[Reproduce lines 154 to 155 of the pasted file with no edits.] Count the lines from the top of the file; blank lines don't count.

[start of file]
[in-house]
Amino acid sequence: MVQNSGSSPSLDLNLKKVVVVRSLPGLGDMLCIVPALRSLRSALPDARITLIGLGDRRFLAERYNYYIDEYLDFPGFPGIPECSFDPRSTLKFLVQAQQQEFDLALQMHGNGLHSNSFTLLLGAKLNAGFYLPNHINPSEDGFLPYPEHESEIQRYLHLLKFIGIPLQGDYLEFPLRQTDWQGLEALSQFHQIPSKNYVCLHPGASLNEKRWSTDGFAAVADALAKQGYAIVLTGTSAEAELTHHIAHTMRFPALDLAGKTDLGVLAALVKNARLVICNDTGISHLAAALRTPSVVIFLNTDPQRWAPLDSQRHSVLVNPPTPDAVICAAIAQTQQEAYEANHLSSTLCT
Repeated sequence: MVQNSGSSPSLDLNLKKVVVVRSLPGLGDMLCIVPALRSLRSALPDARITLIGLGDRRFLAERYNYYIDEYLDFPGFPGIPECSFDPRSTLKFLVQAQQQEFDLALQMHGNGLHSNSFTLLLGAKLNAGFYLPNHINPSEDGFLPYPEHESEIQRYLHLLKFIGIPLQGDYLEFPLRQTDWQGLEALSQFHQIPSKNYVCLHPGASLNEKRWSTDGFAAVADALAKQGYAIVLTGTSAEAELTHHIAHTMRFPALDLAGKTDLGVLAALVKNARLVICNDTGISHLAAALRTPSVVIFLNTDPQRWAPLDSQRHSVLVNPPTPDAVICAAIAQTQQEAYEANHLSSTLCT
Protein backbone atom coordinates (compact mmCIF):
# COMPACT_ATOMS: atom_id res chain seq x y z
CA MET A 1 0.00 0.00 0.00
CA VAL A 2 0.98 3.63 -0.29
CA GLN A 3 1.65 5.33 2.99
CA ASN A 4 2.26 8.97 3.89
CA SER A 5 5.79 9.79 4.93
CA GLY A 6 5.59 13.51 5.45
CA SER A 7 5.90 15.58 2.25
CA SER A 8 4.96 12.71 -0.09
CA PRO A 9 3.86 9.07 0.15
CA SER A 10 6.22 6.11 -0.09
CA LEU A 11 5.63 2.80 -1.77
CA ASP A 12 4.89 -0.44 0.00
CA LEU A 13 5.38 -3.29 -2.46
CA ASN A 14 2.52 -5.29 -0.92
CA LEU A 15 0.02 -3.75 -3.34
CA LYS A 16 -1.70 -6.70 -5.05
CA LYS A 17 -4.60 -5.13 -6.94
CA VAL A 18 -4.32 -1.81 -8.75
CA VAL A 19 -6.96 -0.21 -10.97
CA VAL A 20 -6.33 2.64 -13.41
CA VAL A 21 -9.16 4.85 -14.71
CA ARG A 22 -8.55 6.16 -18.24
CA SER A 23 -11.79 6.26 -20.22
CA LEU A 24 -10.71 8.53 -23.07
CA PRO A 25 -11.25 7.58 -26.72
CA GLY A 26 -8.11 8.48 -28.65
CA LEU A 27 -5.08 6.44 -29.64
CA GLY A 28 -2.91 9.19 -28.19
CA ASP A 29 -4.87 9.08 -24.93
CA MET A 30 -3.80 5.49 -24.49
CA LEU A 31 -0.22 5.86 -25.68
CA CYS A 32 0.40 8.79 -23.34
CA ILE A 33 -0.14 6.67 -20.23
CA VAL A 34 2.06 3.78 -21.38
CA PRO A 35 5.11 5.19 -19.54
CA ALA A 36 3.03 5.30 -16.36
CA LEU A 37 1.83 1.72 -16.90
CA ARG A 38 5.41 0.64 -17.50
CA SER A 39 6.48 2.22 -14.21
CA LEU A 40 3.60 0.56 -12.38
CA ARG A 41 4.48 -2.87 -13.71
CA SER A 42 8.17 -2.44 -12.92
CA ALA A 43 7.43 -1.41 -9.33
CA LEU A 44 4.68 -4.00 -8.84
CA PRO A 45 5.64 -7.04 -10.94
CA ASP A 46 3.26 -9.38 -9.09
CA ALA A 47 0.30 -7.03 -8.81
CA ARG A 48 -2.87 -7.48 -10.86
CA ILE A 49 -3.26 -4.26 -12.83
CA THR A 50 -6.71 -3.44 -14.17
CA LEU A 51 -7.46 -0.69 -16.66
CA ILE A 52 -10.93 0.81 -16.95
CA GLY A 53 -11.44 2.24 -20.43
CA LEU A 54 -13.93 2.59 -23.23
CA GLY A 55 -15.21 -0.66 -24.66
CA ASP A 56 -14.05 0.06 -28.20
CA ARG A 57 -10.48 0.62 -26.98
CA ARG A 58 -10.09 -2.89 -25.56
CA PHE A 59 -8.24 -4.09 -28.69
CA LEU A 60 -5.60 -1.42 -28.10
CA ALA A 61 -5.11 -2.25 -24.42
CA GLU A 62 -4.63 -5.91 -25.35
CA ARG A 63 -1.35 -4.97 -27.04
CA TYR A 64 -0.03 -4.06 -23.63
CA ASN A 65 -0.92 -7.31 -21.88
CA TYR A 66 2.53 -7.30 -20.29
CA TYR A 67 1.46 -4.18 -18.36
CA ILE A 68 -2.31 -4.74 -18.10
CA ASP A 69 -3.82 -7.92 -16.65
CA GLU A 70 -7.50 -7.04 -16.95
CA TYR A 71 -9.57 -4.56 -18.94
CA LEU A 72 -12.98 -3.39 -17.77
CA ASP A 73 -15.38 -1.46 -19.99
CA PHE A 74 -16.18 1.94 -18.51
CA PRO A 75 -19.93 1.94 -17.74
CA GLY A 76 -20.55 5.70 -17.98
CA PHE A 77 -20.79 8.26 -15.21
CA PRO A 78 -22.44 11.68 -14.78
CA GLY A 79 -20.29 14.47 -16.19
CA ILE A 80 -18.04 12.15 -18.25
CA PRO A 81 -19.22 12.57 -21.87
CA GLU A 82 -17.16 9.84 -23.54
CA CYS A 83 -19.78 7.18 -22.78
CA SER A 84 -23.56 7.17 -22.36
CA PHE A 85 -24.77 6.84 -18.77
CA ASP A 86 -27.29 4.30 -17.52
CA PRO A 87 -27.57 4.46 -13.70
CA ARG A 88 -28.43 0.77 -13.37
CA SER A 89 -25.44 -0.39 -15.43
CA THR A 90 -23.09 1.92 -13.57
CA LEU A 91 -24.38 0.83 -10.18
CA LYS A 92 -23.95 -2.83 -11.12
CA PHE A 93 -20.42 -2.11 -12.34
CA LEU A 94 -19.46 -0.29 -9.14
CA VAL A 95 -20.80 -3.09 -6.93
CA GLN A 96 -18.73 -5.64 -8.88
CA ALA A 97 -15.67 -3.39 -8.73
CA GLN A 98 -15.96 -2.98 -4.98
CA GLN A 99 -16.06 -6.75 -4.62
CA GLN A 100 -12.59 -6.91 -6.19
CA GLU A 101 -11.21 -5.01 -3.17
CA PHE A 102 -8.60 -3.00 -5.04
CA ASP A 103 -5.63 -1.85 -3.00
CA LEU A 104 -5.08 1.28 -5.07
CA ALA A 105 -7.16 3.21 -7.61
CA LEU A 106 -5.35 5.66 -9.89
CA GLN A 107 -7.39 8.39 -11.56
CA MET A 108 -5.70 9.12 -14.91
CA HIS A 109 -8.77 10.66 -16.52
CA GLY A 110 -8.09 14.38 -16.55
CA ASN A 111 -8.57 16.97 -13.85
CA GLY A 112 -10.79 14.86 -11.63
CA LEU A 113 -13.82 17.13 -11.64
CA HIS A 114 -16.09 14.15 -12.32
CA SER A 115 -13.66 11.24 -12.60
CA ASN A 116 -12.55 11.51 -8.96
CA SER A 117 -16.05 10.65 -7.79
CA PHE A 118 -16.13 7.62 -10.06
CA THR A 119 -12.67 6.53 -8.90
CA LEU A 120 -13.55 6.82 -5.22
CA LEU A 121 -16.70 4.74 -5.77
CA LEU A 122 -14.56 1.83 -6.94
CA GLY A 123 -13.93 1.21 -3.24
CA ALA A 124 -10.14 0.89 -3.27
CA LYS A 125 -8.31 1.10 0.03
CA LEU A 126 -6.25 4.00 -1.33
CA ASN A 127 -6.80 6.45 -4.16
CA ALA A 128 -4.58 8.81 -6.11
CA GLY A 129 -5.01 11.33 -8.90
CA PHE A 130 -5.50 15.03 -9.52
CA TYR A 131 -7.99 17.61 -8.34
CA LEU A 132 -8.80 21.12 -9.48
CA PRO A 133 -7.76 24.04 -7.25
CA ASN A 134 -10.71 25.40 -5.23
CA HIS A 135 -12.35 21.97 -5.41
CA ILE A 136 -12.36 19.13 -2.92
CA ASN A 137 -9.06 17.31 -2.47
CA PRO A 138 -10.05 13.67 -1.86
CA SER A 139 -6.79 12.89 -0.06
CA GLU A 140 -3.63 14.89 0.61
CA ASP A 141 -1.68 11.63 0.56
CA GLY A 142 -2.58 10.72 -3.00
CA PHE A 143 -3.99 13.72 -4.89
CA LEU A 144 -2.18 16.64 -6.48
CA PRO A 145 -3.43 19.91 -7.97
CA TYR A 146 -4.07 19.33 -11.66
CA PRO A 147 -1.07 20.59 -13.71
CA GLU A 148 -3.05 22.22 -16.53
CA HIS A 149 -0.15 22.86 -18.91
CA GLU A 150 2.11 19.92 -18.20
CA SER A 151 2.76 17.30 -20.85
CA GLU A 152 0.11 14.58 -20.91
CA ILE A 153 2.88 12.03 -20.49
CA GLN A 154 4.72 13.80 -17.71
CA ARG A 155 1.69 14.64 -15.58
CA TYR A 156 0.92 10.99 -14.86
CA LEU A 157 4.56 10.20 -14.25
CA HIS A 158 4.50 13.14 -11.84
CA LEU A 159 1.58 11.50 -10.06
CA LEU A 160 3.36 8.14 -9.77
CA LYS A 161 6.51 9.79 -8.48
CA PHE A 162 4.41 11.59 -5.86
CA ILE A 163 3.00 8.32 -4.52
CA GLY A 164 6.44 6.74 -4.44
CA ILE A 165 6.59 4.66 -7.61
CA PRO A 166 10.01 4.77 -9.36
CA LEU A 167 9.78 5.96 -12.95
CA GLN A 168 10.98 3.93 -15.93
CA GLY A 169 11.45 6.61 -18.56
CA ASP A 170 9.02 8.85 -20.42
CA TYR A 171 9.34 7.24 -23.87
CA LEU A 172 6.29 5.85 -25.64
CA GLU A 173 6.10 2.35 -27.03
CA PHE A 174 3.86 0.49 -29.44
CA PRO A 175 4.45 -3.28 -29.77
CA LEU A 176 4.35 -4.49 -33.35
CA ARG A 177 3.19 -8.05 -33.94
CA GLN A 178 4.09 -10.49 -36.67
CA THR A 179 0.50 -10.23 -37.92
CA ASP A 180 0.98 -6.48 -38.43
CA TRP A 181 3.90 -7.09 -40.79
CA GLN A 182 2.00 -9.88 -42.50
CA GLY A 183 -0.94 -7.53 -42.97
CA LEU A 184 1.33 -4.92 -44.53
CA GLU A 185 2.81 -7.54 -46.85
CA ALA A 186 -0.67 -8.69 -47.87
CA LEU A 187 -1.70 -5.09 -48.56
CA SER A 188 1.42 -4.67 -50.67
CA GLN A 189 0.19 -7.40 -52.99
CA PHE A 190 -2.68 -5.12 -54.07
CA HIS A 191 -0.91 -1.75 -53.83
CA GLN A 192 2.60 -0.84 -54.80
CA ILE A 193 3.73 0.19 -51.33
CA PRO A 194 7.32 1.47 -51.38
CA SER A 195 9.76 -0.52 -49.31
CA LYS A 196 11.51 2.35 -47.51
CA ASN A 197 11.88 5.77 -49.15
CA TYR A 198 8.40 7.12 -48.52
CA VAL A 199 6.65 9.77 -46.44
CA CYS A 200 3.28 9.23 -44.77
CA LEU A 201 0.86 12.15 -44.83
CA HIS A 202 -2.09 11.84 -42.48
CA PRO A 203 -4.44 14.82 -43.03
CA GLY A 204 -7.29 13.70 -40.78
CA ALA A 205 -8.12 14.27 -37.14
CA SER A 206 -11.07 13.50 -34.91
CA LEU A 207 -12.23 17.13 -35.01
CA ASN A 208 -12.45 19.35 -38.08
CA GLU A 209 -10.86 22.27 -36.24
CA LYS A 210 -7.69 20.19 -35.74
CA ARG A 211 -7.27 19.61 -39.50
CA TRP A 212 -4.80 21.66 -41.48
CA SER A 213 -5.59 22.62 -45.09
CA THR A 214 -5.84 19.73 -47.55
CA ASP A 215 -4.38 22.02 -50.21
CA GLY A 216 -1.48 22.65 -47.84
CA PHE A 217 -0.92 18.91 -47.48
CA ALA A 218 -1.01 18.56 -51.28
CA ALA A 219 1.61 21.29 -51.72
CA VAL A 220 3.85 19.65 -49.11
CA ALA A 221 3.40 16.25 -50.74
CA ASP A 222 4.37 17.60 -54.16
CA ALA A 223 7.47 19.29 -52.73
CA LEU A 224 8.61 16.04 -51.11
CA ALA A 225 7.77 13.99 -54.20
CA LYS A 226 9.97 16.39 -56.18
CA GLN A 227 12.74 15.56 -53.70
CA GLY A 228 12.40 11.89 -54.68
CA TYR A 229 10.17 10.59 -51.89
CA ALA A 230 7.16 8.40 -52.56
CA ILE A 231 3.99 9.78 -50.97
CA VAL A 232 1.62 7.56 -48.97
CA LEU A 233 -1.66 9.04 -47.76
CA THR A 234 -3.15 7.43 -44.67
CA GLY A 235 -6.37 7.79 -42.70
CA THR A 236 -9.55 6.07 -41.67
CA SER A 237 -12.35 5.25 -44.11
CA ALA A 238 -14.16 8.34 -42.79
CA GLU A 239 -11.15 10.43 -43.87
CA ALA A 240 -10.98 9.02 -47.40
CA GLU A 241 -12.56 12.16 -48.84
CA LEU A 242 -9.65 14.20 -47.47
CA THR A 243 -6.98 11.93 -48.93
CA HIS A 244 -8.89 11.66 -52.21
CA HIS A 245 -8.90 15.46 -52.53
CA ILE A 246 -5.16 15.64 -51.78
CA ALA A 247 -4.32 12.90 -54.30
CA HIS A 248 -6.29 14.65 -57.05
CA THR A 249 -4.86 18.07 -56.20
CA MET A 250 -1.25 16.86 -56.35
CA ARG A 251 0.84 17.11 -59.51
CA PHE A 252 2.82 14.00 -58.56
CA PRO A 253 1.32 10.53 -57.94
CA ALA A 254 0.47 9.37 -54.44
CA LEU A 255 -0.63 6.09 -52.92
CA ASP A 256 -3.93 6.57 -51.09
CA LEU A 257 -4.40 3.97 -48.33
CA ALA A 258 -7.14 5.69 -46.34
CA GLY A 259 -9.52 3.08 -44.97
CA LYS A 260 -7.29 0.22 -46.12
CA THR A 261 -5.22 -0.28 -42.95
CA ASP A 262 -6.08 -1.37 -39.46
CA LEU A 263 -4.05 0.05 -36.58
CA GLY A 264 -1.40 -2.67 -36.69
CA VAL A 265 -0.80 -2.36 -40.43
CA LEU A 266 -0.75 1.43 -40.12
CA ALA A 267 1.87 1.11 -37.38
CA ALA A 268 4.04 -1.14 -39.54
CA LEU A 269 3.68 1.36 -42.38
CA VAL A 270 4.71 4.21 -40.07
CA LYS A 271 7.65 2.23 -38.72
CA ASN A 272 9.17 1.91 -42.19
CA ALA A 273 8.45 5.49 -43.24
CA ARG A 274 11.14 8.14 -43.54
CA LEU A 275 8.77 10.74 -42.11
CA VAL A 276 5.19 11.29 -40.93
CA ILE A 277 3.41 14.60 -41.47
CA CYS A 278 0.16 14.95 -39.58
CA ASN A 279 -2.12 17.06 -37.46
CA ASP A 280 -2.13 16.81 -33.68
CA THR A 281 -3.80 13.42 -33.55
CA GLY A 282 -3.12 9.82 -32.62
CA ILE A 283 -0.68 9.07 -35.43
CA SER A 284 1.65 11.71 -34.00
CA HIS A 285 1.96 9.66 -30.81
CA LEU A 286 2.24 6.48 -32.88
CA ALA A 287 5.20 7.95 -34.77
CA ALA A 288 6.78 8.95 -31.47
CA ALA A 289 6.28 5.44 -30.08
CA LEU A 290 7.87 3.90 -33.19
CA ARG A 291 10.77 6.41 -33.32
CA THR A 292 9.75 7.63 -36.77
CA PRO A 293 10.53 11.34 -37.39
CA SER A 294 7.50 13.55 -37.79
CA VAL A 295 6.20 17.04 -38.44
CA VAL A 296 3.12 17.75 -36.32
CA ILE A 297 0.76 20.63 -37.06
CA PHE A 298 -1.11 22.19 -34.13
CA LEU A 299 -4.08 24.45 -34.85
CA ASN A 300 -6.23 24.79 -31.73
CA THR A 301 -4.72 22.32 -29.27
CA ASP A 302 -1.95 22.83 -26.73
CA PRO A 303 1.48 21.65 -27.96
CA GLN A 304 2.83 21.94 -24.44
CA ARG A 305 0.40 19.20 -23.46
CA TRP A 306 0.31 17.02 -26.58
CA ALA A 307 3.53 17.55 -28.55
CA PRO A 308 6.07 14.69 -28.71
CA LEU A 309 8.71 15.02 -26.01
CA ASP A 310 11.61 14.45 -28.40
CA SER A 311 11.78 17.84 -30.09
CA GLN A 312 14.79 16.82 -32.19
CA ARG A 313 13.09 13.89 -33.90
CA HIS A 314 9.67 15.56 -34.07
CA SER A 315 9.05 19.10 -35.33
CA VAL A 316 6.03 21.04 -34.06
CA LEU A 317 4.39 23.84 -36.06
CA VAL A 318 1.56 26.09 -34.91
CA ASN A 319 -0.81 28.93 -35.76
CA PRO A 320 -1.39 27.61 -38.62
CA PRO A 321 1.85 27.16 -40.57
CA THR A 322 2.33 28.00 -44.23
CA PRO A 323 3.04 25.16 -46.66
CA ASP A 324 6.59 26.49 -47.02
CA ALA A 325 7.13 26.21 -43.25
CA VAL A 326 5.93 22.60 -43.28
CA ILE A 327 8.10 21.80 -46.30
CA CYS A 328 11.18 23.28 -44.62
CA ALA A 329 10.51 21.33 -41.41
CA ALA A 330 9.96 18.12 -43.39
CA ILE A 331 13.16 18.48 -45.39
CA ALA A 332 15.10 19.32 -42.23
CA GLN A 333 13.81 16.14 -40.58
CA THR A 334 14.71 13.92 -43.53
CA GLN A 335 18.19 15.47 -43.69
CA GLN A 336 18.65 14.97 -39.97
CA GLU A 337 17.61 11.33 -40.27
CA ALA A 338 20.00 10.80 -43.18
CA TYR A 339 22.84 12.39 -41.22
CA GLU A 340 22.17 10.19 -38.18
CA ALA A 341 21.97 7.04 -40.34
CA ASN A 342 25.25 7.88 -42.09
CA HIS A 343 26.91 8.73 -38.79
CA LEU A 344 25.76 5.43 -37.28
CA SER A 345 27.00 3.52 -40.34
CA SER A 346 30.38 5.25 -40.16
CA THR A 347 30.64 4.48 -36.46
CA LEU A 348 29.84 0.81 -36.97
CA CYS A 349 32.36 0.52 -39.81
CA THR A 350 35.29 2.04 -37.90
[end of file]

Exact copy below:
CA HIS A 149 -0.15 22.86 -18.91
CA GLU A 150 2.11 19.92 -18.20